Why Ruth Wilson is having an identity crisis

From BBC - February 22, 2018

Actress Ruth Wilson is something of an enigma.

As a critically acclaimed star of TV's Luther and The Affair, and multiple Broadway and West End shows, she's no stranger to success.

Saving Mr Banks and Suite Francaise are just two films on her CV. And she's been thought cool enough for pieces in Vogue and Vanity Fair.

Yet, for many, Wilson's face is still more recognisable than her name.

In fact she's probably better known as either Alice or Alison, the (bizarrely) recurring character names she's often given on screen.

With this comes the blessing of not being "papped" - photographed by paparazzi - says Wilson. And overall, her attitude to this relative anonymity is sanguine.

"People know my characters like Alice Morgan in Luther or Alison Bailey from The Affair. For me that's a compliment, a kind of joy," she says.

"But me as me is not really known, I do not have a persona in the public's knowledge.

"There's a sense most notably with my movies that for people to turn up, and make them big, you have to have a celebrity status. But it's not a choice I have made. It comes to you."

Wilson says she chooses her films for artistic merit rather than their action-packed bums-on-seats credentials - which means they are mostly small independents.

"It's frustrating. But it's about where you position these independent films to find an audience.

"The whole film industry has changed so much that few people are turning up for this stuff. Kids and adults want more to go to Marvel movies."

True to type, her latest venture is Dark River, a title taken from a Ted Hughes poem.

It's dark by name and dark by nature. She's previously joked that it is a British version of The Revenant. And again, Wilson's character is called Alice.

"I am being haunted!" she exclaims.

But there's nothing to joke about here. "Haunted" is apt for the story of violent sibling rivalry, child sex abuse and financial struggle, all set amid the farming world of the imposing but often hostile North Yorkshire hills.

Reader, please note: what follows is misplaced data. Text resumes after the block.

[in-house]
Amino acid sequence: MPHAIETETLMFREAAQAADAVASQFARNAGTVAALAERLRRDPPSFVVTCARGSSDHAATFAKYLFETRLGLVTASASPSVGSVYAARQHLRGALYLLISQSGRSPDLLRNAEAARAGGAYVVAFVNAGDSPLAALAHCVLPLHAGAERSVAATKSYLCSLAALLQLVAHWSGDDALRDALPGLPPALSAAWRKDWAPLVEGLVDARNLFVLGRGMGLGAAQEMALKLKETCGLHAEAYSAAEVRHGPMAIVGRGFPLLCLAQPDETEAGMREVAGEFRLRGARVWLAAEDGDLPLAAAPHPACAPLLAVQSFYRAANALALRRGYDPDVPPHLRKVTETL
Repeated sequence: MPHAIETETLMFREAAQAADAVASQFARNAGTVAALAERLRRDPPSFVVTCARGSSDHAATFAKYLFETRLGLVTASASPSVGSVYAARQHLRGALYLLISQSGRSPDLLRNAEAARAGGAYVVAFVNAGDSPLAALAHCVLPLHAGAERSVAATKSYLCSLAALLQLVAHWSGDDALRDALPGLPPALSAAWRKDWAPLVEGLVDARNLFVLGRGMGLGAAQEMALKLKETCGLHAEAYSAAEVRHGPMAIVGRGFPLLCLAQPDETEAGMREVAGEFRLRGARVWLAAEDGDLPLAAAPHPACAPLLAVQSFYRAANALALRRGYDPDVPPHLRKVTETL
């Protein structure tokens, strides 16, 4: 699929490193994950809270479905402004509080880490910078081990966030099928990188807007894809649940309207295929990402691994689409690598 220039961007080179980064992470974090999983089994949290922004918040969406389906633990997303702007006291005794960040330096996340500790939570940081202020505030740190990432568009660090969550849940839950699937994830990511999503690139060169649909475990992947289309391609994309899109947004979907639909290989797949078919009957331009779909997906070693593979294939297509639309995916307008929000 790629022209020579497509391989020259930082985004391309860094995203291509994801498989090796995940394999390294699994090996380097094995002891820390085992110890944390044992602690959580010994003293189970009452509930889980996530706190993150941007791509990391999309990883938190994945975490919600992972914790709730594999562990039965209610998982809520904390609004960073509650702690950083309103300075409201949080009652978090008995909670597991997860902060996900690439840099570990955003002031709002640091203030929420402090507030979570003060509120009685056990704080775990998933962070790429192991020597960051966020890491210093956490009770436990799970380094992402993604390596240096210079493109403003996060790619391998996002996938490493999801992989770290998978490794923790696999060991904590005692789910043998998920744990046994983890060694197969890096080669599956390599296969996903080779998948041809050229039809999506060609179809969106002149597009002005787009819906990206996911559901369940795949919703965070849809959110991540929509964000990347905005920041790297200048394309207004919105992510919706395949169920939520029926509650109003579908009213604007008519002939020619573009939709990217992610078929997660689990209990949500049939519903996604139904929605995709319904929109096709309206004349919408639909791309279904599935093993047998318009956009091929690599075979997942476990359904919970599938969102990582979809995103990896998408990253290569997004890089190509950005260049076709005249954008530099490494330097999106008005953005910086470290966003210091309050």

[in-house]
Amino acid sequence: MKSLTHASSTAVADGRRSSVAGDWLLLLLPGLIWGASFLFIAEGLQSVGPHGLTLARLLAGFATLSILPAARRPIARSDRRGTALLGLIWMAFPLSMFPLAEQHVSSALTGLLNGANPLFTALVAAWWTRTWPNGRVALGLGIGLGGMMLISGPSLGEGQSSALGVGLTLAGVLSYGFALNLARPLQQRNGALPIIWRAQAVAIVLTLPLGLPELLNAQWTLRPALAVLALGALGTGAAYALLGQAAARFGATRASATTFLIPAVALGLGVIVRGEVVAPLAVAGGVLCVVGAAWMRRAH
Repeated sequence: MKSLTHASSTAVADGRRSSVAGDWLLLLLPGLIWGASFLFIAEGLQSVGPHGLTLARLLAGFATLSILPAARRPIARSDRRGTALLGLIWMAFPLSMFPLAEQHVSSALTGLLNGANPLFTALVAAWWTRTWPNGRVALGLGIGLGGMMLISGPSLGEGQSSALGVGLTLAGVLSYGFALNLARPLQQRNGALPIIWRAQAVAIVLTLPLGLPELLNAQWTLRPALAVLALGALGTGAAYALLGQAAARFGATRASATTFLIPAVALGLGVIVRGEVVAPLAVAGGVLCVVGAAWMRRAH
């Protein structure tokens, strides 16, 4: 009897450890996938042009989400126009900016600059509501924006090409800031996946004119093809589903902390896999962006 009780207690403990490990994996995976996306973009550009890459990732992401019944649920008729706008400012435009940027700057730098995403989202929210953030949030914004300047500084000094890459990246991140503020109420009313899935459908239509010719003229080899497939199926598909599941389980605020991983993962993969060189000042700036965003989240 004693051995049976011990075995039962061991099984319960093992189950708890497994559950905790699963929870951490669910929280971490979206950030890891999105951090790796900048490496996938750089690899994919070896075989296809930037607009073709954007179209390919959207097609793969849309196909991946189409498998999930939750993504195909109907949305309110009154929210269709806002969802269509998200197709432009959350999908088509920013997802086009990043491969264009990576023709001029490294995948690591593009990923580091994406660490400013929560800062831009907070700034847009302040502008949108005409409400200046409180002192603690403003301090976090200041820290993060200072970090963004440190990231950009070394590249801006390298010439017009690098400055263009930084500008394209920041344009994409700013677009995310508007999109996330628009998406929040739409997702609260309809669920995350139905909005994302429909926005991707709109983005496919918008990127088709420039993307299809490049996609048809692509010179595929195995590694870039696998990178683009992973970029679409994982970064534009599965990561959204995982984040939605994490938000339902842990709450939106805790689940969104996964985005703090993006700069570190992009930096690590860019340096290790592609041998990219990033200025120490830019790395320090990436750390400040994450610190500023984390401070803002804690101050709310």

With her father's death, Alice returns to claim the tenancy on the family farm she has not seen in 15 years.

Her brother's been struggling to keep the crumbling farm, sheep business and their sick dad alive.

Alice's return ignites a seething cauldron of anger and resentment between the siblings, each with conflicting ideas about how the farm should be run.

Adding to the fire are the tormenting memories of the father's abuse of the young Alice. They lurk behind every corner.

Working life on the farm is as hostile as the terrain. We see the physical and mental strength Alice exerts - to eat, she has to kill, skin and gut her catch (a skill Wilson learned on YouTube).

Wilson experienced the realities of rural life for herself - the six-week location shoot followed three weeks living with a farming family.

"It was grim, but you just get on with it. People do live like that," she says. "But I do not mind physical stuff - I quite like it and being out in the elements."

Alice's strength tips into aggression and there's no mistaking the underlying desperation.

"Alice ca not express herself," Wilson explains. "She does not really have a voice. She's keeping her trauma and rage over the damage done to her wrapped within. It's in her physicality that she's able to get some of it out."


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